The current EHR and PACS require clinicians and providers to search through multiple systems to get acquainted with a patient’s medical history and profile. Crucial diagnoses could potentially be missed because the information was too buried or in too many disparate systems to be found and reconciled.

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  • Clinical Efficiencies Solved by Enterprise Imaging
    How to Know When You Need a Modern EI Implementation.

    Common Challenge: Wasted staff hours due to workflow inefficiencies associated with importing images from DVD.

    Clinical Efficiencies Solved by Enterprise Imaging - Image (Canon Medical)

    The scenario is common across healthcare delivery organizations when disparate PACS systems create an inability to easily exchange images. Instead, outdated systems require images to be imported from a DVD or other physical storage mechanism. Because this is cumbersome, a provider is often forced to order a repeat exam that is not medically necessary. This, in turn, creates delays in treatment while waiting for additional images. Physician and patient dissatisfaction results, as care is slow and cumbersome, and the cost of testing is unnecessarily increased.

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  • FAQ: How Enterprise Medical Imaging Plays a Role in Interoperability and Telemedicine
    With the arrival of COVID-19 on the world stage, interest in telemedicine and interoperability has surged in the recent months. It can literally be a lifesaver, potentially allowing doctors and patients to connect remotely and help prevent spreading the disease. The ability to digitally share patient data and medical images can be critical to the doctor-patient interaction.

    Enterprise imaging plays an important role in facilitiating image sharing via telemedicine. We’ve answered some common questions about how this technology supports virtual visits and medical image sharing on behalf of patients and providers.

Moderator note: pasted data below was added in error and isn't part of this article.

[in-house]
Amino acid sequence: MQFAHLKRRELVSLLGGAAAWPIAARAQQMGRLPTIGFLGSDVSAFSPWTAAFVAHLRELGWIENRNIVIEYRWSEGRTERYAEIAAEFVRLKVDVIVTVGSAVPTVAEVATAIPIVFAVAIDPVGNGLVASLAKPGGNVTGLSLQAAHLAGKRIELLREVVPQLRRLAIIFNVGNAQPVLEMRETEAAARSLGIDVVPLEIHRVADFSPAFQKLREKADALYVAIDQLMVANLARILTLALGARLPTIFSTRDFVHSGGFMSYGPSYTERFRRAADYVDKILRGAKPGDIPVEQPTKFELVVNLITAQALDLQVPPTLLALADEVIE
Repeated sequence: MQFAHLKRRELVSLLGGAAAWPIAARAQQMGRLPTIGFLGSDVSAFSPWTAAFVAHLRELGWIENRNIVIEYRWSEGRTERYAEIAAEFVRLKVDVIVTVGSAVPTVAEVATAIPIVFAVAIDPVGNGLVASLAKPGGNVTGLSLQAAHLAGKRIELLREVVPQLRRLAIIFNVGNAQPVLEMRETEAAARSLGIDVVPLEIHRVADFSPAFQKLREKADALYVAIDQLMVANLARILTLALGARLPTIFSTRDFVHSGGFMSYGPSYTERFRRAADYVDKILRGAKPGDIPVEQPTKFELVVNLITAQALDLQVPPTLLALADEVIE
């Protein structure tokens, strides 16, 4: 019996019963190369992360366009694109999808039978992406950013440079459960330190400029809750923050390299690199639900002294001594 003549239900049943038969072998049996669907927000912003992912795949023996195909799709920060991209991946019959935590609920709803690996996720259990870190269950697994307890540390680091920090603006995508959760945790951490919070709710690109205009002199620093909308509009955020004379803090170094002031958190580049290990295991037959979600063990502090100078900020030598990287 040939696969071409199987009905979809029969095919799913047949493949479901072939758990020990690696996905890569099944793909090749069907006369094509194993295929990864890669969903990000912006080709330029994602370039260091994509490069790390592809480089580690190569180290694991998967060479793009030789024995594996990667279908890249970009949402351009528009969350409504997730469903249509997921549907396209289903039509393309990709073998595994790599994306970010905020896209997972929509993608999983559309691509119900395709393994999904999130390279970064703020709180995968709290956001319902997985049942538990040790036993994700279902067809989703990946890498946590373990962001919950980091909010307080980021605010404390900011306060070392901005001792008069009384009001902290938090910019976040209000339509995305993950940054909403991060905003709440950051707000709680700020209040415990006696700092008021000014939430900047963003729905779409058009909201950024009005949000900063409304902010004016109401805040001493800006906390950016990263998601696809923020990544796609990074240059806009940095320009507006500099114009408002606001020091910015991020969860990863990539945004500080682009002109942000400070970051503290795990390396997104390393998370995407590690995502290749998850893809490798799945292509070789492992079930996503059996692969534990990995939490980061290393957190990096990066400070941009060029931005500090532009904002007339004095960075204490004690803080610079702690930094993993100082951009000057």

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  • Considering a PACS Healthcare System Replacement? Look Further to Enterprise Imaging
    The imaging and data needs of healthcare organizations are ever-changing, as new technology and mandates shape the future of care.

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  • Stats You Need to Know About the State of Interoperability
    Interoperability is a goal of many health systems as they work to give patients better access to their data and improve internal workflows.

    This vision includes patient access to medical information from the device and app of their choice. Providers can seamlessly share information between systems to have a fuller picture of a patient’s health history.

    Governing this future is the 21st Century Cares Act, which includes final interoperability rules from the Office of the National Coordinator for Health Information Technology (ONC) and Centers for Medicare & Medicaid Services (CMS).

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  • Accelerate Your Existing Vendor Neutral Archive (VNA)
    In healthcare organizations, picture archiving communication systems, or PACS, have been the foundation of medical imaging. However, as the digital transformation of healthcare and the world progresses, PACS are being phased out in favor of vendor neutral archives (VNAs).